Friday 27 August 2021

Pieced Backings

I frequently piece my backs.

This is an example of a quilt I made called Illumination in 2006, so you can see I have been piecing my backs for a while now.  I used up leftover squares from the top and several other fabrics from my stash.

I like to piece my backs for many reasons - I like to finish off the fabric I have used in the top rather than put it back into my stash.  I also like to use up leftover blocks or cut pieces from the top in the back.  As fabric is expensive, I would prefer to use up pieces from my stash rather than buy more fabric just for the back.  And finally, I think it looks good.

When piecing the back for loading on a long arm machine, there are some things to take into consideration.

 - The back will be loaded between two rollers.  Two opposite sides of the back need to be straight and square as these are going to be pinned to the rollers (it is preferable if all four sides are square).
 - Piecing the back in long strips is a good options as I will load it so all the seams will run lengthwise on the roller.
 - If you are able, leave the selvage on the outer edge of the two opposite sides, this makes pinning onto the canvas rollers easier, and I will know they are straight.
 - Remove all selvages on seams within the back as this reduces bulk and the slight puckering that can occur due to the selvage being woven more tightly.
 - Seams can be pressed either open or to one side.  Pressing seams open will give you a flatter back, pressing seams to one side will give you a more secure seam.  Either option is fine so long as the seams are carefully pressed.  I press my seams to one side.
 - Unless I am given specific instructions, I will off centre the seam in the back so it is not in the middle of the quilt, as that is where the quilt is more likely to be folded.
 - I can roughly centre a quilt on a back, but it can't be done exactly.  Therefore backs with borders can't be perfectly centred so if the final border is narrow it will be noticeable.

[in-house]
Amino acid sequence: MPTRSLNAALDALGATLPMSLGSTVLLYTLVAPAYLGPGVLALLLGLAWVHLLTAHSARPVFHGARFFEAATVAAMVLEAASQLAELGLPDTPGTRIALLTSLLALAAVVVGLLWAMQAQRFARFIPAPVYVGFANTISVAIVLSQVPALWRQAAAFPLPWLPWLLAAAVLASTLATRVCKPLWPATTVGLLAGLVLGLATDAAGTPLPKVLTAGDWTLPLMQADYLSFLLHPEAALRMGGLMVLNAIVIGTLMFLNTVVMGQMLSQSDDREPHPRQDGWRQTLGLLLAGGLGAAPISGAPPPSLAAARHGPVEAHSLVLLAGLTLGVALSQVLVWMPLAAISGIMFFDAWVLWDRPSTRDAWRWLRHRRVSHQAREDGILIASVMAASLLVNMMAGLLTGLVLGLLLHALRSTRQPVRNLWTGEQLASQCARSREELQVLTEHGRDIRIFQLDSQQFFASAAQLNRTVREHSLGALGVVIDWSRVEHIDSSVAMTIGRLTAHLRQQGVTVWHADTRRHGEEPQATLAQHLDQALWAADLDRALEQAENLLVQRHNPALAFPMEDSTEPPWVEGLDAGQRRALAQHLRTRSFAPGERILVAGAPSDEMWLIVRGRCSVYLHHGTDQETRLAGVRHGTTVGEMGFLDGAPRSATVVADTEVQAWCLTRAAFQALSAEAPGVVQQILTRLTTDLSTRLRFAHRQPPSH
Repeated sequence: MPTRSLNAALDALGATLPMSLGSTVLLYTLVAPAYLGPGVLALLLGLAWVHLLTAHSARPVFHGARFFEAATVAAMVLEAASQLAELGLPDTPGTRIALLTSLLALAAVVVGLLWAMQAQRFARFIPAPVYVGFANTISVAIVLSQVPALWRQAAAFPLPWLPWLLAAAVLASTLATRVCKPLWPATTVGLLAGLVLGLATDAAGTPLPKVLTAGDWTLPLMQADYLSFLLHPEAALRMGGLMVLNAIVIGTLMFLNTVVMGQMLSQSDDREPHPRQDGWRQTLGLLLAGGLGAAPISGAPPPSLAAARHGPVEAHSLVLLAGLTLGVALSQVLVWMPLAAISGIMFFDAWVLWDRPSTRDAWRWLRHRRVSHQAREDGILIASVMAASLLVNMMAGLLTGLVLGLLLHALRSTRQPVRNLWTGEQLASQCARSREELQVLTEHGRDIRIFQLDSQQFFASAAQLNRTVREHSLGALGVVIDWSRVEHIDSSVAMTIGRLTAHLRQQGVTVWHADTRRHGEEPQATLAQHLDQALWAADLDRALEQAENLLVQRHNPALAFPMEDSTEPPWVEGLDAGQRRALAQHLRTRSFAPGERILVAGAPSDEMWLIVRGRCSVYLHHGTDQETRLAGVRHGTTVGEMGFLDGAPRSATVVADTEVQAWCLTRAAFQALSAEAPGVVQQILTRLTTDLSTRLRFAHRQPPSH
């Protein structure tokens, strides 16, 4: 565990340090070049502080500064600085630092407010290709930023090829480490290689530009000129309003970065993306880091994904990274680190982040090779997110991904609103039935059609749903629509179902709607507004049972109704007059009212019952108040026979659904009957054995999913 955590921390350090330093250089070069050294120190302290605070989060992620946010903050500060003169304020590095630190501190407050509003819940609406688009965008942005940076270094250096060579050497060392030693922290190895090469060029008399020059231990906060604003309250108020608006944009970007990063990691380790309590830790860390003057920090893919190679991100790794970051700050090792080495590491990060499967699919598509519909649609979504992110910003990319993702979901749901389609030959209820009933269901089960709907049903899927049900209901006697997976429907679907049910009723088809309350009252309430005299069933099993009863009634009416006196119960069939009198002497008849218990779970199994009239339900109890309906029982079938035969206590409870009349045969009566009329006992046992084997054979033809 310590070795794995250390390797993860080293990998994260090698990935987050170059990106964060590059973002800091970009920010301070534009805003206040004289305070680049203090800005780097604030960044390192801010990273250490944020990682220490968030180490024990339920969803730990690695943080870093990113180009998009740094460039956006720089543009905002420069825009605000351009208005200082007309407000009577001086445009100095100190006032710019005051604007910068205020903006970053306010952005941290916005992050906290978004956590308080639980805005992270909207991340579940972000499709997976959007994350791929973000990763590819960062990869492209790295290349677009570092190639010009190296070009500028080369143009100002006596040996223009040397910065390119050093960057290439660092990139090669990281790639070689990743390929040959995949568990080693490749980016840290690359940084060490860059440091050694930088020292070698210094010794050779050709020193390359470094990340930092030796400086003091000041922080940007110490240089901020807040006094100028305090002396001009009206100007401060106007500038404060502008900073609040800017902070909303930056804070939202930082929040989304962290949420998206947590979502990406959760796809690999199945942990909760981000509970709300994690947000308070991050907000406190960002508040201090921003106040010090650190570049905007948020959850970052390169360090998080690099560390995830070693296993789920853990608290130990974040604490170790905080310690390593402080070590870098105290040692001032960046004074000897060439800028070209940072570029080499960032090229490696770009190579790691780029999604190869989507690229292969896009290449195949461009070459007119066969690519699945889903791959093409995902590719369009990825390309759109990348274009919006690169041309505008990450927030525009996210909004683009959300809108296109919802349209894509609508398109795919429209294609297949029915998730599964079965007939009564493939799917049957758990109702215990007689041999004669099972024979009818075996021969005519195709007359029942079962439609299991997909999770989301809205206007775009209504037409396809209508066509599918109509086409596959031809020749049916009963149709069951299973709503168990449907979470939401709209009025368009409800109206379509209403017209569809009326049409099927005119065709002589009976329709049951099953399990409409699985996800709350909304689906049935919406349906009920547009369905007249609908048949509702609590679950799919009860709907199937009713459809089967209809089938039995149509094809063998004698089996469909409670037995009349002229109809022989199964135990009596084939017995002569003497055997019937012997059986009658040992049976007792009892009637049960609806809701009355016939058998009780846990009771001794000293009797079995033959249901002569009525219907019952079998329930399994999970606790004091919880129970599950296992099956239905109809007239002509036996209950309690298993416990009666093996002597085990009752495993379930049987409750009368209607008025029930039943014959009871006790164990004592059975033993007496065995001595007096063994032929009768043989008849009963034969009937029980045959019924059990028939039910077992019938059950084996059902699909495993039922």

- It is difficult to get a quilt perfectly straight on all sides of a back, therefore a random pieced back with wide pieces falling at the edges is preferable.
 - I can't see the back when I am quilting, so the piecing needs to be flat and straight.

Here are some more examples of pieced backs on my quilts.

In this quilt I had one star block left over from the top and pieced it into the back so I could call the quilt 50 Stars instead of 49 Stars.

This quilt is called 101 Reds.

I had a whole lot of red strips as offcuts from another quilt I was making where I was fussing cut the red fabric, and these were the left over pieces.  I pieced them into the back of this quilt so they weren't wasted.

You can see that the top and bottom of the back of this quilt are wide pieces of fabric, and I put the narrow strips into the centre of the quilt.  That way if the quilt is slightly out of shape or not perfectly square (almost no quilts are perfect), you can't notice if the wide strips are not exactly even on each side.

This quilt is called Steam Punk and is designed by Jen Kingwell.

I decided to not piece the blocks into the setting triangle like in Jen's pattern so I had leftover blocks.  In the back I pieced in the extra blocks and I offset them in a vertical line as I didn't have enough of the lighter fabric to make the width of the quilt (normally I would put them in a horizontal line).

Many of the fabric in this quilt were purchased when visiting a friend in Canada. She gave me a packet of two-inch strips as a present.  At the time, I didn't know where I would use these fabric, but I felt they should be part of this quilt so I pieced them into the back in a horizontal line.

The lowest horizontal strip of light green fabric was not meant to be there.  However I miscalculated the size of the backing, and didn't realise until I had almost finished quilting it that I was going to run out of backing.  So I took the quilt off the machine, although it was already mostly quilted, and pieced the light green strip of fabric into the back.

I would not normally have pieced a strip that low into the bottom of a quilt back.  As a consequence, the strip is not even (Look a the bottom left of the picture and you can see the dark green strip is lightly narrower than the other side).  Still, the strip is wide enough that it is not hugely noticeable.  It would have been much more noticeable if it was narrower.



  1. I also like to piece my backings (great way to use up fabric and keep with a theme)

  2. An inspiring and informative post. Thank you!